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Ok I have a vbscript string in a wsf file as below:

 Dim strTransData = "1,1,2,123457,1,20051012093000" & vbCrLf & _
					"2,1" & vbCrLf & _
					"2,2" & vbCrLf & _
					"2,3" & vbCrLf & _
					"3,""5449000000996"",0,3,39" & vbCrLf & _
					"3,"""",100,1,500" & vbCrLf & _

What I need to do is convert this string to a c# string, I understand that a vbscript & translates to a + in c# string concatentation but what does vbCrLf and _ translate to?

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5 Answers 5

up vote 0 down vote accepted

vbCrLf is a synonym for a line-end (Environment.NewLine).

_ (underscore) allows multiple line statements within VB.

Also, double-double-quotes "" are the VB way of escaping the quotes.

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Alternatively, you can use a verbatim string literal, in which case your quote encoding would remain the same and your newlines are actual newlines:

string transData = @"1,1,2,123457,1,20051012093000
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+1, but be careful letting extra whitespace slip in this way. –  Joel Coehoorn Oct 28 '09 at 16:09
+1 to your comment :) –  Richard Szalay Oct 28 '09 at 16:10
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C# uses:

  • "+" for concatenation
  • No line-continuation characters (the "_" in VB.NET)
  • \" for a literal quote (rather than "" like VB.NET)
  • \r\n for a CR and LF (literally, inside a string)
  • Alternately, you can use Environment.NewLine


 string strTransData = "1,1,2,123457,1,20051012093000" + "\r\n" +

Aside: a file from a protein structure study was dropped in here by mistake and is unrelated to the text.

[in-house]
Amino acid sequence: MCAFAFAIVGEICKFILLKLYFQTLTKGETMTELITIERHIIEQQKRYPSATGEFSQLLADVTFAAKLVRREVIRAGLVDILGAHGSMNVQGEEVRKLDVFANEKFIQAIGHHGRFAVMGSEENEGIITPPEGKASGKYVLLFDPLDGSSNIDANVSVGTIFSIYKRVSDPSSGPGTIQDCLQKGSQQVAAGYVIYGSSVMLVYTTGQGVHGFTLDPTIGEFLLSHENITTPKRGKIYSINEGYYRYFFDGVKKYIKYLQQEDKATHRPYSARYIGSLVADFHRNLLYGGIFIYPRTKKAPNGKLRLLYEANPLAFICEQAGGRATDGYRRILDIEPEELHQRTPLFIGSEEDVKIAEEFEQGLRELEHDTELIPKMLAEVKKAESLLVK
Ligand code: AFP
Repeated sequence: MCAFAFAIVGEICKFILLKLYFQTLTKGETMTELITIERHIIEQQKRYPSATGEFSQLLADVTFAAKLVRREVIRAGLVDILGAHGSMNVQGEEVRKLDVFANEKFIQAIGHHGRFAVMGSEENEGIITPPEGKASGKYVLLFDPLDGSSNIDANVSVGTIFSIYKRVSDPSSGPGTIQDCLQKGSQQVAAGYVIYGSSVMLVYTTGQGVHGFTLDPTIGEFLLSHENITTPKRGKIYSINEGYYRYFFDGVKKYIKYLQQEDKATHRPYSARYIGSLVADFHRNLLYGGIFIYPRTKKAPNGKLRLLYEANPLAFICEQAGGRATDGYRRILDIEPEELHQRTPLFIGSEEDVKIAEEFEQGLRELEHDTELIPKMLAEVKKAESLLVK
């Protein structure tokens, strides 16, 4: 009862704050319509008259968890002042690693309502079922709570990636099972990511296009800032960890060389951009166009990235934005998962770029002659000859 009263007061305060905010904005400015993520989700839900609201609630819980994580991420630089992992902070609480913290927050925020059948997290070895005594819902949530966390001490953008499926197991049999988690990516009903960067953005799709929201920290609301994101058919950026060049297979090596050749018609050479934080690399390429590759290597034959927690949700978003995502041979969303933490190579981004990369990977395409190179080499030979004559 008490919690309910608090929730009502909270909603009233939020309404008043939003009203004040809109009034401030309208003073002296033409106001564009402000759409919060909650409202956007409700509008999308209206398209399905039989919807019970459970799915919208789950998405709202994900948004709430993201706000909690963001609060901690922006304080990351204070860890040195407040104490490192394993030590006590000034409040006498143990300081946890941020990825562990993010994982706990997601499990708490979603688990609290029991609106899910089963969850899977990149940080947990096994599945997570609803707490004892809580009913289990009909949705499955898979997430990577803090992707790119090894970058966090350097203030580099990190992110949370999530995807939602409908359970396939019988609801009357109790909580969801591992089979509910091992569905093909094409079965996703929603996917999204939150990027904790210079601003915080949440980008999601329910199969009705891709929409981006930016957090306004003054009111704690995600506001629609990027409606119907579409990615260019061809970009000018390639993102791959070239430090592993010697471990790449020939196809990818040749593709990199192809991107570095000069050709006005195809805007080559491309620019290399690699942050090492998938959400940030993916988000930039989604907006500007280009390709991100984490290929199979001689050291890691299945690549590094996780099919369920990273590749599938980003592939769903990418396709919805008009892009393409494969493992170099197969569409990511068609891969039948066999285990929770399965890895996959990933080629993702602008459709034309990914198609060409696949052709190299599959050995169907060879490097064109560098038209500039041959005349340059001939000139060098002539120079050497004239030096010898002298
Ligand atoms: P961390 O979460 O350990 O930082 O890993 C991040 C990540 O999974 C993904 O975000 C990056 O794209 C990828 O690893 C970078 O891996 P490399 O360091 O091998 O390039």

"2,1" + "\r\n" + 
     "2,2" + "\r\n" + 
     "2,3" + "\r\n" + 
     "3,\"5449000000996\",0,3,39" + "\r\n" + 
     "3,\"\",100,1,500" + "\r\n" + 
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Actually, it's probably easier to translate just using unescapted strings (precede the inital quote for the literal with a "@" character ) and you should avoid \n and \r in favor or Environment.Newline –  Joel Coehoorn Oct 28 '09 at 16:06
Why can't I type "unescaped" today? I had the same typo in my own answer :( –  Joel Coehoorn Oct 28 '09 at 16:30
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string TransData = new StringBuilder("1,1,2,123457,1,20051012093000",100).AppendLine("")

This will avoid any string concatenation (which can be slow in .Net) and allocates a buffer up front that can hold the entire result string. Note the use of un-escaped strings to make converting the escaped quotes easier.

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If the string concatenation was fast enough in the original VBScript, it probably is in .Net! I suppose the VBScript may have been a prototype though. –  MarkJ Oct 28 '09 at 16:44
I'm not saying the concatentation would be a bottleneck, but why make it slower than it needs to be? –  Joel Coehoorn Oct 28 '09 at 17:44
Using StringBuilder for this example is slower than richardtallent's solution since his will be joined into a single string at compile-time. Using Environment.NewLine, however, would be slower since it needs to be resolved at runtime. Even so, I'd probably recommend String.Concat over a StringBuilder for that scenario. –  Richard Szalay Oct 28 '09 at 20:10
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Or use something like http://www.developerfusion.com/tools/convert/vb-to-csharp/ if you have lots to convert.

EDIT: That link appears dead for now.. there are other free online converters. But for something so simple as a string like this; you can do it manually ;)

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